2021 Portuguese Grand Prix Tyre Compounds: After two races with the same tyre nomination from the middle of the range (C2, C3, and C4) round three in Portugal introduces the hardest C1 compound as the P Zero White hard, while the C2 is the P Zero Yellow medium and the C3 is the P Zero Red soft. The same tyre nomination was made in 2020 and these tyres have been chosen to match the demanding characteristics of the Portimao circuit, which is back on the calendar at reasonably short notice this year after making its Formula 1 debut last October.
Last year, there was a specific tyre allocation for Portugal (and Turkey) with an extra set of hard tyres and one less set of softs. This year, Portugal reverts to the standard allocation used all season: eight softs, three mediums and two hards.
Weather conditions could well be quite warm at this time of year in the Algarve, with ambient temperatures in excess of 20 degrees centigrade not unusual, especially inland where the circuit is located. Last year the race was run in cool conditions and with occasional light rain.
Portimao Track Characteristics
Although it was only inaugurated in 2008, Portimao feels a bit like an old-school track, with plenty of elevation changes and an unforgiving layout. The track is quite wide though, which makes several different lines possible and also helps overtaking.
It’s quite a varied circuit, with several different types of corner – as well as a long straight – that provide a good all-round test of a car’s abilities, placing both lateral and longitudinal demands on the tyres, with heavy braking. Although it only made its race debut last year, it has been used for F1 testing in the past.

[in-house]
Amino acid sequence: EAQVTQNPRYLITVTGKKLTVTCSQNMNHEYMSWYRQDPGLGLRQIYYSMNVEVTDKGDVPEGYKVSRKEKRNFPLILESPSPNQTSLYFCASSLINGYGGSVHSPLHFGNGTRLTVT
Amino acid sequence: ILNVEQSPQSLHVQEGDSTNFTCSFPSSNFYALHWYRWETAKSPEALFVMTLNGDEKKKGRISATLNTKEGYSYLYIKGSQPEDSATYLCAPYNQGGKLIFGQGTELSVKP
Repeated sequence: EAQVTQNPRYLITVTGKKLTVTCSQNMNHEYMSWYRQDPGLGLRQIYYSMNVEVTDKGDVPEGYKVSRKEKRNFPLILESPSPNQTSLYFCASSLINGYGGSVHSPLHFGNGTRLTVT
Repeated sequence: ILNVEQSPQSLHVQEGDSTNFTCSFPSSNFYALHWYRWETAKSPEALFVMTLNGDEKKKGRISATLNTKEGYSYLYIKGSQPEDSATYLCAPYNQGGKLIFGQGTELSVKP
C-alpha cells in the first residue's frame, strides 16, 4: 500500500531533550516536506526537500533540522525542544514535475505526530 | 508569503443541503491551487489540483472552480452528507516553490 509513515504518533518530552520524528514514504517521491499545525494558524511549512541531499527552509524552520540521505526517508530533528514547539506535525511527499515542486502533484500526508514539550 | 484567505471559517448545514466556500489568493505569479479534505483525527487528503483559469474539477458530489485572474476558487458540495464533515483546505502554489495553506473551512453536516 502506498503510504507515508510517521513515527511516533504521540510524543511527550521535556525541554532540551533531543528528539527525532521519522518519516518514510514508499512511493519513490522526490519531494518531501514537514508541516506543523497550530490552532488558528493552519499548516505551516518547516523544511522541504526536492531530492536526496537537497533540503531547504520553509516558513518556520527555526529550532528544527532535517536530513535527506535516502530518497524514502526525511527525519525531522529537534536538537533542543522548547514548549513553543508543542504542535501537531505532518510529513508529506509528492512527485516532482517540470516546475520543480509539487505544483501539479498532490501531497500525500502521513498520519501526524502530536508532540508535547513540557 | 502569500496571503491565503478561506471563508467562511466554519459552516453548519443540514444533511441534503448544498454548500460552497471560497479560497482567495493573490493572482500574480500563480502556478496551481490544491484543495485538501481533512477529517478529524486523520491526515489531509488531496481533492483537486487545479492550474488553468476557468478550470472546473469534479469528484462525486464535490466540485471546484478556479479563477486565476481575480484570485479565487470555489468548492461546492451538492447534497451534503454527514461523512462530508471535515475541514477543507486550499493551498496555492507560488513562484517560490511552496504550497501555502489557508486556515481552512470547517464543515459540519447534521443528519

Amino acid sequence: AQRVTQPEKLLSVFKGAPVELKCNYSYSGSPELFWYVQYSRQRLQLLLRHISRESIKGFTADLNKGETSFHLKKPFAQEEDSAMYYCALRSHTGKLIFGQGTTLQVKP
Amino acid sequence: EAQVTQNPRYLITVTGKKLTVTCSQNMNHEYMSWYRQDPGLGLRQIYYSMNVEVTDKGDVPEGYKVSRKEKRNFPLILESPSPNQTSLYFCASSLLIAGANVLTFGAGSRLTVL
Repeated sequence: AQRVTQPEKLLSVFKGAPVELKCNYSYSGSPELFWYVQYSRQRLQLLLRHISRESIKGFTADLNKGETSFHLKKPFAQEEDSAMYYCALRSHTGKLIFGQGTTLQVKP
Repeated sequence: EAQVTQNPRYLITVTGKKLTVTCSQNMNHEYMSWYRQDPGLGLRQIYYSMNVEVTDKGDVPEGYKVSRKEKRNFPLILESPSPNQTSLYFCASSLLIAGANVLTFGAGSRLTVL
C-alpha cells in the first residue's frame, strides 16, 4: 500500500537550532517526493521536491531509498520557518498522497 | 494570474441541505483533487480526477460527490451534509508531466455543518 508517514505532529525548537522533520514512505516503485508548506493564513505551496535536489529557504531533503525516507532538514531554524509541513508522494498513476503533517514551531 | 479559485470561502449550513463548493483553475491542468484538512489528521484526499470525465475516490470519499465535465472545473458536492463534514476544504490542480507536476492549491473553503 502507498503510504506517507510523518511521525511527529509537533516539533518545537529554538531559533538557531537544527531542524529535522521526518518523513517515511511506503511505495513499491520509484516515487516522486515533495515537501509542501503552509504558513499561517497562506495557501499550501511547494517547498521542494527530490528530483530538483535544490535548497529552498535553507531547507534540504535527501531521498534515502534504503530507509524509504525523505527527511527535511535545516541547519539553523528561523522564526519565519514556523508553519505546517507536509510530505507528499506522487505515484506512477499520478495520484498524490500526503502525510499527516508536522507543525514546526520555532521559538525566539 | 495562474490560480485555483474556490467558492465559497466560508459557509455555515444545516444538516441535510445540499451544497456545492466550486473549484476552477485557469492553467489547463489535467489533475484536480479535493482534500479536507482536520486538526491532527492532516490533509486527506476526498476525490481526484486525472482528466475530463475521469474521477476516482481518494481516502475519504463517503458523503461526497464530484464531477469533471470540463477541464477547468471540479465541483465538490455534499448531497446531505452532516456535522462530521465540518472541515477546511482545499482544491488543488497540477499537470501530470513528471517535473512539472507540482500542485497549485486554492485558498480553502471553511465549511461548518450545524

One of the most demanding turns is Portimao corner: a double apex right-hander that is similar to Acque Minerali at the previous grand prix in Imola. The majority of the corners are blind in Portimao, adding to the challenge.
The surface was brand new for the race last year and it delivered surprisingly little grip. This year, the asphalt may have matured, providing more grip.
The 2020 race was won with a one-stop medium-hard strategy, giving Lewis Hamilton a record-breaking 92nd career win. Tyre wear and degradation was sufficiently low to allow Esteban Ocon to complete 53 laps on the medium tyre.
Mario Isola – Pirelli Head of F1 and Car Racing
“Tyre management – and getting the harder compounds into their working windows – was an important theme of the Portimao race last year, for a number of reasons. But this year, with the possibility of different weather conditions and a track surface that might have evolved, it could be another challenge entirely. The new tyre construction has performed well during the first two races of 2021 and now the hardest compound in the range makes its debut. This range has been selected to cope with the unique demands that this circuit puts through the tyre, exacerbated in the event of warmer weather. Last year all three compounds were used during the race, with a variety of strategies and usage. Conditions were cool and windy, with occasional light rain, while track conditions changed throughout the weekend. The new surface was the key factor determining low grip while in terms of tyre performance, warm-up and graining were two other relevant factors.”